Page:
When the Blossom Plaza was being built on the site of Little Joe’s Italian Restaurant in Chinatown, the construction team discovered a brick water pipe dated to the very beginnings of Los Angeles. The water conducting pipe was laid into an even older ditch, or Zanja Madre as it was called, a conduit once responsible for connecting the early city to the Los Angeles River. A piece of the pipe is now tucked into a small corner of the LA State Historic Park, with the Metro Gold Line tracks separating access between it and the public. It’s hard to tell if its location was meant to keep it safe, or simply keep it hidden until a better situation is decided. Should it be left to erode into the landscape, left underground in its original place, or placed in a protected environment? In any case, its current state is not ideal.

The 6th Street Bridge, Los Angeles.

The design for the new 6th Street Viaduct and adjacent park will incorporate one of the iron arches of the iconic 6th Street Bridge, which was demolished this past year. The city even handed out chunks of the bridge’s concrete with a certificate of authenticity so people could have their own personal remnant. The 6th Street Bridge was a central figure in the culture of Boyle Heights, and the neighborhood mourned its demolition with a few final, illegal cruises right before it was dismantled. Incorporating a physical piece of it into the park below is a small token gesture to its vibrant past. I am curious to see how it will be used. How will visitors be able to engage with it? Will they people able to walk through it, touch it, or park their old low-rider in front of it for pictures?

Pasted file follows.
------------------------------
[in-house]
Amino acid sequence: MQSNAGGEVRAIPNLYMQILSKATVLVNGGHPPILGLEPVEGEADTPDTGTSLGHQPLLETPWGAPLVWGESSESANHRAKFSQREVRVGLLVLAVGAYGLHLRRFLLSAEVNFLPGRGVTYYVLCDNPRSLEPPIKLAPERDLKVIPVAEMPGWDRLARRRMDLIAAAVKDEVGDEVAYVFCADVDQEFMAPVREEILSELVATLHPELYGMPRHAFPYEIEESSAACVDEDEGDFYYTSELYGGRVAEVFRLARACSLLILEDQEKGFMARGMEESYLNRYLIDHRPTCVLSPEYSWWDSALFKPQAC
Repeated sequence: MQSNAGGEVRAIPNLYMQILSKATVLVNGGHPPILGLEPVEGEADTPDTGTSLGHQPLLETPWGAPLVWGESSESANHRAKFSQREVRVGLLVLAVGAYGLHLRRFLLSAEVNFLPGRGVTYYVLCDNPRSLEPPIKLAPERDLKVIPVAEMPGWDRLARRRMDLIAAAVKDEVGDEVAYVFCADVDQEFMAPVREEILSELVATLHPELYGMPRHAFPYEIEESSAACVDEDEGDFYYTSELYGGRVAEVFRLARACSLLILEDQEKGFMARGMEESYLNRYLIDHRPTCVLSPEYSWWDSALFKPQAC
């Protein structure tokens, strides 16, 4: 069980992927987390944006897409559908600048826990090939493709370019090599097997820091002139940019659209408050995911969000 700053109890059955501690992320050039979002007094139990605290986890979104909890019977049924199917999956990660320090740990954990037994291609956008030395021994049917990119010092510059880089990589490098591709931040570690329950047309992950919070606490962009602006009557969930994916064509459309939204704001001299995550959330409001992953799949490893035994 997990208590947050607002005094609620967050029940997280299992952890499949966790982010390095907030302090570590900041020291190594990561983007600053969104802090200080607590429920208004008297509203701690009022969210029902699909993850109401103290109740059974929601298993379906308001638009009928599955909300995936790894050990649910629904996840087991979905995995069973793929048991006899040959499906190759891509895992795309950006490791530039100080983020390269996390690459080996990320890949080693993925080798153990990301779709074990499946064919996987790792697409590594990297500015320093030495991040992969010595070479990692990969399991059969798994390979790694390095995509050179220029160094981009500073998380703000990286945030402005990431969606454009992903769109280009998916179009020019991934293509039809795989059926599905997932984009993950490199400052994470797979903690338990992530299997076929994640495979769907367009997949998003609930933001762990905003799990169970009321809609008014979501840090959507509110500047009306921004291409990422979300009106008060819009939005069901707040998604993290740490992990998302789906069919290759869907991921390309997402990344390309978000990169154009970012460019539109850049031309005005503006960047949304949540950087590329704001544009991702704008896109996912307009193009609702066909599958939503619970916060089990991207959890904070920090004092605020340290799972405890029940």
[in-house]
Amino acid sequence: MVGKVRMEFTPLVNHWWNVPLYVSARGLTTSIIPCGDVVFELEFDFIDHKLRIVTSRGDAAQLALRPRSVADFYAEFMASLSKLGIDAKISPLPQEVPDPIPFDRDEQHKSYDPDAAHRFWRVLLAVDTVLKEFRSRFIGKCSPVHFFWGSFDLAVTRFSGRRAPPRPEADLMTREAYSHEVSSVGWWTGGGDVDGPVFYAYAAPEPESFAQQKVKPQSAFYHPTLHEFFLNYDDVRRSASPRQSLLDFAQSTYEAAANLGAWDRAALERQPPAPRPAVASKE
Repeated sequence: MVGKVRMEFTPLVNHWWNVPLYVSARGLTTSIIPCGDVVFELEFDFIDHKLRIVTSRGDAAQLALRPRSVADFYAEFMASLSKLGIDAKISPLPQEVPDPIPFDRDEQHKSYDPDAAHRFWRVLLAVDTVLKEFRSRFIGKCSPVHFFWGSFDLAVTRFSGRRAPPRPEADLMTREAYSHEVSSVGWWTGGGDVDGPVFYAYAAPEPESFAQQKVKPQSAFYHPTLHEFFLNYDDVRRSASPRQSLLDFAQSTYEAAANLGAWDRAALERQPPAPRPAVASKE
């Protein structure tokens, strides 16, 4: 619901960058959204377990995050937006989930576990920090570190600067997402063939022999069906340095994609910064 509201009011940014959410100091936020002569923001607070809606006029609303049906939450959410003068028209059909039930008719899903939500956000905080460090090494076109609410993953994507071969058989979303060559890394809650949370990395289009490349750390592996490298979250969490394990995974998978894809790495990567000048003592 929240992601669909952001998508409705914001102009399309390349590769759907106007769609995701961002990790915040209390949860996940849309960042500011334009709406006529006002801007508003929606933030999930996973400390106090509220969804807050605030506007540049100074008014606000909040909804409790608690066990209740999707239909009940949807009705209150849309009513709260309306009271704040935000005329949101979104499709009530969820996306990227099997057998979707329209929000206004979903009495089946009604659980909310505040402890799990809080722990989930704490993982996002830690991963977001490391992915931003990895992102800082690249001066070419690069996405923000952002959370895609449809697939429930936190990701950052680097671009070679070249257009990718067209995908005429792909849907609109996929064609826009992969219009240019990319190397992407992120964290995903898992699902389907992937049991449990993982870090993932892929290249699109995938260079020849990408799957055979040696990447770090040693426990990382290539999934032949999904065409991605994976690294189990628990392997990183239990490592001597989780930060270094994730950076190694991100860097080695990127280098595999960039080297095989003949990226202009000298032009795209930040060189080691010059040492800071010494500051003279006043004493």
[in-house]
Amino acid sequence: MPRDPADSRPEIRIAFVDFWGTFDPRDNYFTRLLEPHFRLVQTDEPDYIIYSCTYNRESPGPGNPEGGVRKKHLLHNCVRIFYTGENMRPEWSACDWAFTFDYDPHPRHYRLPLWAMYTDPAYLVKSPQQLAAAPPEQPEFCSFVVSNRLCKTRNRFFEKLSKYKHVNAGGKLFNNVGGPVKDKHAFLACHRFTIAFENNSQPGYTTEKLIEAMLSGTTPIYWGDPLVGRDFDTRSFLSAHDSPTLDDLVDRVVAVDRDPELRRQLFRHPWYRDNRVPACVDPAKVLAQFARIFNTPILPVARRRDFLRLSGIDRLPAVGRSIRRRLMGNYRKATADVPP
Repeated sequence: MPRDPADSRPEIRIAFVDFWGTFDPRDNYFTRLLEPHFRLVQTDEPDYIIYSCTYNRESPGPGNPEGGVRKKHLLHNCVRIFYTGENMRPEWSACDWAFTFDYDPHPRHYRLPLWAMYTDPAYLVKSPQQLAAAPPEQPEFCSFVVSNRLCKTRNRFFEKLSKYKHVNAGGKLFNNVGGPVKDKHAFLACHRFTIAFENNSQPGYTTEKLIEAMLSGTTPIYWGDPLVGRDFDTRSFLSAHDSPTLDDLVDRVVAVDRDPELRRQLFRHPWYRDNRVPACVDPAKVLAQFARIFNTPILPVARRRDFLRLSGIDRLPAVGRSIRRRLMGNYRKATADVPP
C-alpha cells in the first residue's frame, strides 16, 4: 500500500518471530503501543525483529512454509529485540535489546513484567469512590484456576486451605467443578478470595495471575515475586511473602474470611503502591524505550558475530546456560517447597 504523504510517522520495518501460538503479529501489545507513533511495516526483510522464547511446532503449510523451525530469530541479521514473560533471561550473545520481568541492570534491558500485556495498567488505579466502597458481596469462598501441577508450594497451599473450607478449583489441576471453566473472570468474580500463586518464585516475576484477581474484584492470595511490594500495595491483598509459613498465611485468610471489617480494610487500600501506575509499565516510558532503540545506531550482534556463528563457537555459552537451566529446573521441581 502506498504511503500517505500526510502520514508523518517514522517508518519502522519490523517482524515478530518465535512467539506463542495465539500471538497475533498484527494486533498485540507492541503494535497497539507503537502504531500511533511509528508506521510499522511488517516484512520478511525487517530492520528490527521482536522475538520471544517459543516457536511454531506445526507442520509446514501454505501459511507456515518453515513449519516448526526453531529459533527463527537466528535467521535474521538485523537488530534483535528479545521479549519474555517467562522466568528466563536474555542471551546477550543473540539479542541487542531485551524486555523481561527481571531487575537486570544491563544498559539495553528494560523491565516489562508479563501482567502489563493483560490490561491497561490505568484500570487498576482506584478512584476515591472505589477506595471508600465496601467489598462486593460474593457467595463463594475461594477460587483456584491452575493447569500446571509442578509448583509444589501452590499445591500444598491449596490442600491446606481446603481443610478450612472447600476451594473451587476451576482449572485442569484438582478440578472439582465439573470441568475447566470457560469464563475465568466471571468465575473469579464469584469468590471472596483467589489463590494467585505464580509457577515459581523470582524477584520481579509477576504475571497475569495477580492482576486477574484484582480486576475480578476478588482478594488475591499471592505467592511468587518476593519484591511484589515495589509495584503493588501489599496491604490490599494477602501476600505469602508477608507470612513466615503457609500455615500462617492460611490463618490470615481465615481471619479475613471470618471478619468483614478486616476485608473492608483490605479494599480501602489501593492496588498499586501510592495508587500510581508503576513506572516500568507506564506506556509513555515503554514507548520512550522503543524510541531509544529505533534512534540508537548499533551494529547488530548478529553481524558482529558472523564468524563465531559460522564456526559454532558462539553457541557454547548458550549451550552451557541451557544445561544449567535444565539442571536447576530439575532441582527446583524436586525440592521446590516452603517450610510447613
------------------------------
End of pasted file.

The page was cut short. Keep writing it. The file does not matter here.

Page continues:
An example of an “accidental totem”.

It was a few months ago while hiking around the Hahamonga Wash a few months ago I took this photo of a concrete wall. The man-made interplay of movement and light within a very wild context offers an ideal backdrop for plants and their shadows. Much of my own interest in landscape revolves around ecology – I like systems with a purpose, that work, and support a larger purpose. I often focus solely on the world of nature, but I also love seeing the interaction between humans and nature. This remnant of some forgotten infrastructure is now enveloped by plants, resembling a piece in a sculpture garden, an accidental totem layered into the landscape.

Which leaves the question: At what point does a remnant of the past become art?